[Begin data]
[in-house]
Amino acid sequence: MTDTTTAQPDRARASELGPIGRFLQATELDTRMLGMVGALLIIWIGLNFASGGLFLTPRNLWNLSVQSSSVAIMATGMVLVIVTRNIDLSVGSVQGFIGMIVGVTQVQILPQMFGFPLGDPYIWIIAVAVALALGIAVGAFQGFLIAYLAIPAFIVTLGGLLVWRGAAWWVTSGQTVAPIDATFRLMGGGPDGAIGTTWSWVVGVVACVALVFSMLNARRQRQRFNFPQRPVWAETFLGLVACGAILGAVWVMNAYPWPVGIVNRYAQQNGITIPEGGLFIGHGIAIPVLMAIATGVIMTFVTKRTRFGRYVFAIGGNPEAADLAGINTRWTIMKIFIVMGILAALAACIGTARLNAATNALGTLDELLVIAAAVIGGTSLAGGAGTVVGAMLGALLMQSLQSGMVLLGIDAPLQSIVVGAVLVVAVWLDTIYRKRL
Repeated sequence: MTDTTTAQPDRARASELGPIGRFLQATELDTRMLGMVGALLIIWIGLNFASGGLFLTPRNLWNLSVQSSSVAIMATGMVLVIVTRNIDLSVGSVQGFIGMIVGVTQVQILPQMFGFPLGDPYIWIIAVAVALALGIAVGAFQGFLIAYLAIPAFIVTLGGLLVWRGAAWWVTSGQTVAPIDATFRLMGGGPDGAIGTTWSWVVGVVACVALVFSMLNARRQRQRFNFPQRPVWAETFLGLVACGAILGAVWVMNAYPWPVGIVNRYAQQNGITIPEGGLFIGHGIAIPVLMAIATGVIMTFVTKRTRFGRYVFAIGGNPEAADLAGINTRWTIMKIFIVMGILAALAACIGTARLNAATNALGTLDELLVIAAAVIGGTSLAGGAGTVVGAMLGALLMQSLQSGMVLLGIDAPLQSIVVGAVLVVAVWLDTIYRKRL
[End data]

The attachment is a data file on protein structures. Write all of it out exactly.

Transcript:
[in-house]
Amino acid sequence: MTDTTTAQPDRARASELGPIGRFLQATELDTRMLGMVGALLIIWIGLNFASGGLFLTPRNLWNLSVQSSSVAIMATGMVLVIVTRNIDLSVGSVQGFIGMIVGVTQVQILPQMFGFPLGDPYIWIIAVAVALALGIAVGAFQGFLIAYLAIPAFIVTLGGLLVWRGAAWWVTSGQTVAPIDATFRLMGGGPDGAIGTTWSWVVGVVACVALVFSMLNARRQRQRFNFPQRPVWAETFLGLVACGAILGAVWVMNAYPWPVGIVNRYAQQNGITIPEGGLFIGHGIAIPVLMAIATGVIMTFVTKRTRFGRYVFAIGGNPEAADLAGINTRWTIMKIFIVMGILAALAACIGTARLNAATNALGTLDELLVIAAAVIGGTSLAGGAGTVVGAMLGALLMQSLQSGMVLLGIDAPLQSIVVGAVLVVAVWLDTIYRKRL
Repeated sequence: MTDTTTAQPDRARASELGPIGRFLQATELDTRMLGMVGALLIIWIGLNFASGGLFLTPRNLWNLSVQSSSVAIMATGMVLVIVTRNIDLSVGSVQGFIGMIVGVTQVQILPQMFGFPLGDPYIWIIAVAVALALGIAVGAFQGFLIAYLAIPAFIVTLGGLLVWRGAAWWVTSGQTVAPIDATFRLMGGGPDGAIGTTWSWVVGVVACVALVFSMLNARRQRQRFNFPQRPVWAETFLGLVACGAILGAVWVMNAYPWPVGIVNRYAQQNGITIPEGGLFIGHGIAIPVLMAIATGVIMTFVTKRTRFGRYVFAIGGNPEAADLAGINTRWTIMKIFIVMGILAALAACIGTARLNAATNALGTLDELLVIAAAVIGGTSLAGGAGTVVGAMLGALLMQSLQSGMVLLGIDAPLQSIVVGAVLVVAVWLDTIYRKRL